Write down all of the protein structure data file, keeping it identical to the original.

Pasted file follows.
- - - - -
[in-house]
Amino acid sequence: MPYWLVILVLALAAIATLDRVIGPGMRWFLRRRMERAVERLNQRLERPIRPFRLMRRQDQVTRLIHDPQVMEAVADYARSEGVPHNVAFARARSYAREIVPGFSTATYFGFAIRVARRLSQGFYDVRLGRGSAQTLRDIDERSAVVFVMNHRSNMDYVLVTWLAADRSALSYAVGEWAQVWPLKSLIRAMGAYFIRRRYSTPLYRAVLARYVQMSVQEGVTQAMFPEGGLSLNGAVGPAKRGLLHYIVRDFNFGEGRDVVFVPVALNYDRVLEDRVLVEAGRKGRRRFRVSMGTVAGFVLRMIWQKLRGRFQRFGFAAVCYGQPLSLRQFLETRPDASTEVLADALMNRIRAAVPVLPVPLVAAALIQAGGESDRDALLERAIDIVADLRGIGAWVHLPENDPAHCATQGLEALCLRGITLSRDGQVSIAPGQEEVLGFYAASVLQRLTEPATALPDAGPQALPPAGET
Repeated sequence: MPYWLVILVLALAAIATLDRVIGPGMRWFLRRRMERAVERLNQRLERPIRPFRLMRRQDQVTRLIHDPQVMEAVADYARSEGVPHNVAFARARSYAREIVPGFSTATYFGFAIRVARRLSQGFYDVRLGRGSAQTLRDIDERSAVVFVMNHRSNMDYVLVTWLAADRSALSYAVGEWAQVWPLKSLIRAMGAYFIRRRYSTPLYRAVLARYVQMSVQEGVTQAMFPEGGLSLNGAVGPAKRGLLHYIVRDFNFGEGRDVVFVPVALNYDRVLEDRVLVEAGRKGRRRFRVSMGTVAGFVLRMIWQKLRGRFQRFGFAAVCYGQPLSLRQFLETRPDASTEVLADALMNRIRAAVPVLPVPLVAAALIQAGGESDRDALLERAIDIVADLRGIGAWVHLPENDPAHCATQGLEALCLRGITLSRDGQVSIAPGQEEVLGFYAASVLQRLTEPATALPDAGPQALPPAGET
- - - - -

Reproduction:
[in-house]
Amino acid sequence: MPYWLVILVLALAAIATLDRVIGPGMRWFLRRRMERAVERLNQRLERPIRPFRLMRRQDQVTRLIHDPQVMEAVADYARSEGVPHNVAFARARSYAREIVPGFSTATYFGFAIRVARRLSQGFYDVRLGRGSAQTLRDIDERSAVVFVMNHRSNMDYVLVTWLAADRSALSYAVGEWAQVWPLKSLIRAMGAYFIRRRYSTPLYRAVLARYVQMSVQEGVTQAMFPEGGLSLNGAVGPAKRGLLHYIVRDFNFGEGRDVVFVPVALNYDRVLEDRVLVEAGRKGRRRFRVSMGTVAGFVLRMIWQKLRGRFQRFGFAAVCYGQPLSLRQFLETRPDASTEVLADALMNRIRAAVPVLPVPLVAAALIQAGGESDRDALLERAIDIVADLRGIGAWVHLPENDPAHCATQGLEALCLRGITLSRDGQVSIAPGQEEVLGFYAASVLQRLTEPATALPDAGPQALPPAGET
Repeated sequence: MPYWLVILVLALAAIATLDRVIGPGMRWFLRRRMERAVERLNQRLERPIRPFRLMRRQDQVTRLIHDPQVMEAVADYARSEGVPHNVAFARARSYAREIVPGFSTATYFGFAIRVARRLSQGFYDVRLGRGSAQTLRDIDERSAVVFVMNHRSNMDYVLVTWLAADRSALSYAVGEWAQVWPLKSLIRAMGAYFIRRRYSTPLYRAVLARYVQMSVQEGVTQAMFPEGGLSLNGAVGPAKRGLLHYIVRDFNFGEGRDVVFVPVALNYDRVLEDRVLVEAGRKGRRRFRVSMGTVAGFVLRMIWQKLRGRFQRFGFAAVCYGQPLSLRQFLETRPDASTEVLADALMNRIRAAVPVLPVPLVAAALIQAGGESDRDALLERAIDIVADLRGIGAWVHLPENDPAHCATQGLEALCLRGITLSRDGQVSIAPGQEEVLGFYAASVLQRLTEPATALPDAGPQALPPAGET